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Food

Paella goes vegetarian

Seasonal vegetables replace seafood and meat in the Spanish classic.
vegetarian paella

When chef-owner Tory Miller opened Estrellon in Madison, Wis., last August, his Spanish-inspired menu had to include a traditional Paella Valenciana, made with clams, shrimp, rabbit and chorizo, he says. But Miller knew from his experience with three other restaurants in Madison that about 25 percent of people prefer to order vegetarian, and he wanted to offer a paella for those guests to enjoy, he says. So he reworked the recipe to add a vegetarian version with seasonally changing ingredients. Since vegetables cook faster than meat, the veggie paella saves prep time and labor, says Miller. It’s also lower in price—$45 compared to $65 for a two-person portion. “The vegetarian version now accounts for about one-third of paella orders,” says Miller.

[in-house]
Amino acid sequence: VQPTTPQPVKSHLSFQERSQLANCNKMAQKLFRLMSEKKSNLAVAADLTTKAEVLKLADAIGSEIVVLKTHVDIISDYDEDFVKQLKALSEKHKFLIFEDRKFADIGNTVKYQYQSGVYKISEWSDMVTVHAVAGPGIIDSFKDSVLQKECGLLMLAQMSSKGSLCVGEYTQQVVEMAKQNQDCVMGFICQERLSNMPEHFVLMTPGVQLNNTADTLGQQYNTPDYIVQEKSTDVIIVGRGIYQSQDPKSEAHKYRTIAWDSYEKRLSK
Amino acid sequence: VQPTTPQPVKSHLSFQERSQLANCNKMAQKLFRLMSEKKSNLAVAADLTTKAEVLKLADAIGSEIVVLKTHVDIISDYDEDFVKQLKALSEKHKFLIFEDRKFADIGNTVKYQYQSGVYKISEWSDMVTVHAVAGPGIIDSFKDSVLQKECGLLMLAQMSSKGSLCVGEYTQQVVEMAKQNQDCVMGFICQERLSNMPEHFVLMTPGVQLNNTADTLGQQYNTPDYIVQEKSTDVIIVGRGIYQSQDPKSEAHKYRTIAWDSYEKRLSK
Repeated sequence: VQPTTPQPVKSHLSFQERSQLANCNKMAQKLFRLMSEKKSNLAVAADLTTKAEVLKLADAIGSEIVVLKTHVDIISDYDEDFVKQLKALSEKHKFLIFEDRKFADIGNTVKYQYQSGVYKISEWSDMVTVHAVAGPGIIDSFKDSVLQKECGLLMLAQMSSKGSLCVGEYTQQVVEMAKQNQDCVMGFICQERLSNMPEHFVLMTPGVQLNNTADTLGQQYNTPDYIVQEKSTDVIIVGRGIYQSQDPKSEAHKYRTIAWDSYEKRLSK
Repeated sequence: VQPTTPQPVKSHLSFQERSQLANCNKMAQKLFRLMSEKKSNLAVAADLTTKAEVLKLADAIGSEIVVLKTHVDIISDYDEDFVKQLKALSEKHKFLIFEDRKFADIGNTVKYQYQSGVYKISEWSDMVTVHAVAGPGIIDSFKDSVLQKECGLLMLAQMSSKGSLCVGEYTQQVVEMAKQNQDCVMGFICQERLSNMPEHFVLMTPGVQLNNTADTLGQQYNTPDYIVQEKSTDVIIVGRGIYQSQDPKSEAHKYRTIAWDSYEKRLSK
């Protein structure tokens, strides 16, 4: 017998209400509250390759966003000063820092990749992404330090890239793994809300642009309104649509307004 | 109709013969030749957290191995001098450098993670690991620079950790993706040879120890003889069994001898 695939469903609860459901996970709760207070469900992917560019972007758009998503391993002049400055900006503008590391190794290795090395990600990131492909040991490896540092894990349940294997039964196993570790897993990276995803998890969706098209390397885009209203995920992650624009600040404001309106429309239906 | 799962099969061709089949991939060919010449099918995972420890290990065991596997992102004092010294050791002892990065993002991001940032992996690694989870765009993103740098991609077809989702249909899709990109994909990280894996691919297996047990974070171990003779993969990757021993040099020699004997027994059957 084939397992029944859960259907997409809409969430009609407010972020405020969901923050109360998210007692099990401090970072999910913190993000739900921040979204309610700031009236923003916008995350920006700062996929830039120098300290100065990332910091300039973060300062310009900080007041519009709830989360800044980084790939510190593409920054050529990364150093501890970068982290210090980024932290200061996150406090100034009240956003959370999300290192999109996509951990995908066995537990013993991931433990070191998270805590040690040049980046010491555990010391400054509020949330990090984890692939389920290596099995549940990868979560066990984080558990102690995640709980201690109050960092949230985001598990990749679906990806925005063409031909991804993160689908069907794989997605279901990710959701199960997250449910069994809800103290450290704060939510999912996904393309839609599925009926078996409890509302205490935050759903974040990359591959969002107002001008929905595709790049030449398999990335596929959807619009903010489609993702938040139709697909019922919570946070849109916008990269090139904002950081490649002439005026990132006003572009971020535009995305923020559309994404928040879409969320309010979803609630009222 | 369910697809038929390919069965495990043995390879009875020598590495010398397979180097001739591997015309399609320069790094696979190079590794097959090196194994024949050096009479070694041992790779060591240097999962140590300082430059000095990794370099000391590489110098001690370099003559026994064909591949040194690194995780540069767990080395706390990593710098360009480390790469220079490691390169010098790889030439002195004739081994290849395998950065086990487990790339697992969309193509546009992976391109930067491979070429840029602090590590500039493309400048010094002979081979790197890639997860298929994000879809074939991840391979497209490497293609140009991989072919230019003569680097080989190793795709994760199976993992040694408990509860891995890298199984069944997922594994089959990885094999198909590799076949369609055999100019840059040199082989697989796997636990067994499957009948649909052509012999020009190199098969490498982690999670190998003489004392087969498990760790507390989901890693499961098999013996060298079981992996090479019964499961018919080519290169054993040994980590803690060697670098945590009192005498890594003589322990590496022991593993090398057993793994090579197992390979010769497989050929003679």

Market Vegetable Paella

Miller starts the recipe with the same short-grain bomba rice imported from Spain, but he cooks it in vegetable stock instead of chicken stock. When preparing the stock, he adds the rinds from stravecchio cheese for body and rich flavor. To get that characteristic crunchy layer under the rice, he tosses grated stravecchio into the pan. “As the paella cooks, the cheese coats the bottom with a crispy crust, just as meat drippings would,” he says. The cooking time for the veggie version is less than an hour. “For the classic paella, I have to braise the rabbit for a couple of hours,” Miller says.

Smart swaps

Instead of...Try this...
Chicken stockVegetable stock
Meat drippings form crustCheese forms crust
Chorizo, rabbit and seafoodSeasonal vegetables

 

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